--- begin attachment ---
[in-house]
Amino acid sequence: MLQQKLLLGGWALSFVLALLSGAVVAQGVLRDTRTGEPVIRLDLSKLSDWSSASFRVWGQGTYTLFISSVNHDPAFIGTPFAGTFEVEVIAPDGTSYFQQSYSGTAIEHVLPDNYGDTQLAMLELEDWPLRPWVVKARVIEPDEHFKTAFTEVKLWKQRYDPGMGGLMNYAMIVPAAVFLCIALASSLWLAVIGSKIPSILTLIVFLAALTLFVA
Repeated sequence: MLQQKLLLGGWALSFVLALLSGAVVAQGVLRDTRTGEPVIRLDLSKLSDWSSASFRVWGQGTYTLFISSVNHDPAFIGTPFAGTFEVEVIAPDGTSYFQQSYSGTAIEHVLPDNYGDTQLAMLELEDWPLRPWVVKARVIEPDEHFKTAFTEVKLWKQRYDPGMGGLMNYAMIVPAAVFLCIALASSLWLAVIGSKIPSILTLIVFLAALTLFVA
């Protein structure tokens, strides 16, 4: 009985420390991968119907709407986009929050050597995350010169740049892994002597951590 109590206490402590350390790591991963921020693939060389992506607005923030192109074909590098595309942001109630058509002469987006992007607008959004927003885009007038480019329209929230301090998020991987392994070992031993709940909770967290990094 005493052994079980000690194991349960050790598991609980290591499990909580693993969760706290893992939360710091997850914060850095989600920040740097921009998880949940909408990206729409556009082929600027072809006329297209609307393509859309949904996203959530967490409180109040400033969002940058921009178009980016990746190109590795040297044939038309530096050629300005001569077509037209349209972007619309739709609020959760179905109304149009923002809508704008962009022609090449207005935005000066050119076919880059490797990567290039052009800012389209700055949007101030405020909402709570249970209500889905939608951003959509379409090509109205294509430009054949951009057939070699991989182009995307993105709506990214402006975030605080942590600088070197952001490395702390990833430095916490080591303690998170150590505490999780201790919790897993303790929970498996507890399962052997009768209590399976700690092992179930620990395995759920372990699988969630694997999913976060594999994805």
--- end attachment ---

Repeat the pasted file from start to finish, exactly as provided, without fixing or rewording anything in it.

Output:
[in-house]
Amino acid sequence: MLQQKLLLGGWALSFVLALLSGAVVAQGVLRDTRTGEPVIRLDLSKLSDWSSASFRVWGQGTYTLFISSVNHDPAFIGTPFAGTFEVEVIAPDGTSYFQQSYSGTAIEHVLPDNYGDTQLAMLELEDWPLRPWVVKARVIEPDEHFKTAFTEVKLWKQRYDPGMGGLMNYAMIVPAAVFLCIALASSLWLAVIGSKIPSILTLIVFLAALTLFVA
Repeated sequence: MLQQKLLLGGWALSFVLALLSGAVVAQGVLRDTRTGEPVIRLDLSKLSDWSSASFRVWGQGTYTLFISSVNHDPAFIGTPFAGTFEVEVIAPDGTSYFQQSYSGTAIEHVLPDNYGDTQLAMLELEDWPLRPWVVKARVIEPDEHFKTAFTEVKLWKQRYDPGMGGLMNYAMIVPAAVFLCIALASSLWLAVIGSKIPSILTLIVFLAALTLFVA
């Protein structure tokens, strides 16, 4: 009985420390991968119907709407986009929050050597995350010169740049892994002597951590 109590206490402590350390790591991963921020693939060389992506607005923030192109074909590098595309942001109630058509002469987006992007607008959004927003885009007038480019329209929230301090998020991987392994070992031993709940909770967290990094 005493052994079980000690194991349960050790598991609980290591499990909580693993969760706290893992939360710091997850914060850095989600920040740097921009998880949940909408990206729409556009082929600027072809006329297209609307393509859309949904996203959530967490409180109040400033969002940058921009178009980016990746190109590795040297044939038309530096050629300005001569077509037209349209972007619309739709609020959760179905109304149009923002809508704008962009022609090449207005935005000066050119076919880059490797990567290039052009800012389209700055949007101030405020909402709570249970209500889905939608951003959509379409090509109205294509430009054949951009057939070699991989182009995307993105709506990214402006975030605080942590600088070197952001490395702390990833430095916490080591303690998170150590505490999780201790919790897993303790929970498996507890399962052997009768209590399976700690092992179930620990395995759920372990699988969630694997999913976060594999994805």